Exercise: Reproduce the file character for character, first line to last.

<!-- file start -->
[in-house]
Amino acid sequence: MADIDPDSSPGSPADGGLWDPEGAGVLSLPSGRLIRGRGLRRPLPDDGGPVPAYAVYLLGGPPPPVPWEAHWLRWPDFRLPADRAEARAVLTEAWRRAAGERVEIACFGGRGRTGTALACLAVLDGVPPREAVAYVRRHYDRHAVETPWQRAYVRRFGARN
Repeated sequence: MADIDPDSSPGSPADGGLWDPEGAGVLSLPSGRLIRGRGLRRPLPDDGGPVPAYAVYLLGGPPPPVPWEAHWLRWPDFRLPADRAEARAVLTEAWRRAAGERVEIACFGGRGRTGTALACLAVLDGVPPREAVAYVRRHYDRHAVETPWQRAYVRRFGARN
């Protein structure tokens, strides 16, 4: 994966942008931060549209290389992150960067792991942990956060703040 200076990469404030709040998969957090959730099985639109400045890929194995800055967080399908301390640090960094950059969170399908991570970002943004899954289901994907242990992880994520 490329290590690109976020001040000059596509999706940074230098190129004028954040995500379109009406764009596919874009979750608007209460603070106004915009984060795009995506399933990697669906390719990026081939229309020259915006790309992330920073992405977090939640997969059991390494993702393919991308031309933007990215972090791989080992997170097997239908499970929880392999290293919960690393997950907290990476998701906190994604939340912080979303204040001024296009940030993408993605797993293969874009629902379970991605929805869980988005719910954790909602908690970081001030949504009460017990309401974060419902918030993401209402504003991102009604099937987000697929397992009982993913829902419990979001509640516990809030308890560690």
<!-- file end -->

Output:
[in-house]
Amino acid sequence: MADIDPDSSPGSPADGGLWDPEGAGVLSLPSGRLIRGRGLRRPLPDDGGPVPAYAVYLLGGPPPPVPWEAHWLRWPDFRLPADRAEARAVLTEAWRRAAGERVEIACFGGRGRTGTALACLAVLDGVPPREAVAYVRRHYDRHAVETPWQRAYVRRFGARN
Repeated sequence: MADIDPDSSPGSPADGGLWDPEGAGVLSLPSGRLIRGRGLRRPLPDDGGPVPAYAVYLLGGPPPPVPWEAHWLRWPDFRLPADRAEARAVLTEAWRRAAGERVEIACFGGRGRTGTALACLAVLDGVPPREAVAYVRRHYDRHAVETPWQRAYVRRFGARN
């Protein structure tokens, strides 16, 4: 994966942008931060549209290389992150960067792991942990956060703040 200076990469404030709040998969957090959730099985639109400045890929194995800055967080399908301390640090960094950059969170399908991570970002943004899954289901994907242990992880994520 490329290590690109976020001040000059596509999706940074230098190129004028954040995500379109009406764009596919874009979750608007209460603070106004915009984060795009995506399933990697669906390719990026081939229309020259915006790309992330920073992405977090939640997969059991390494993702393919991308031309933007990215972090791989080992997170097997239908499970929880392999290293919960690393997950907290990476998701906190994604939340912080979303204040001024296009940030993408993605797993293969874009629902379970991605929805869980988005719910954790909602908690970081001030949504009460017990309401974060419902918030993401209402504003991102009604099937987000697929397992009982993913829902419990979001509640516990809030308890560690």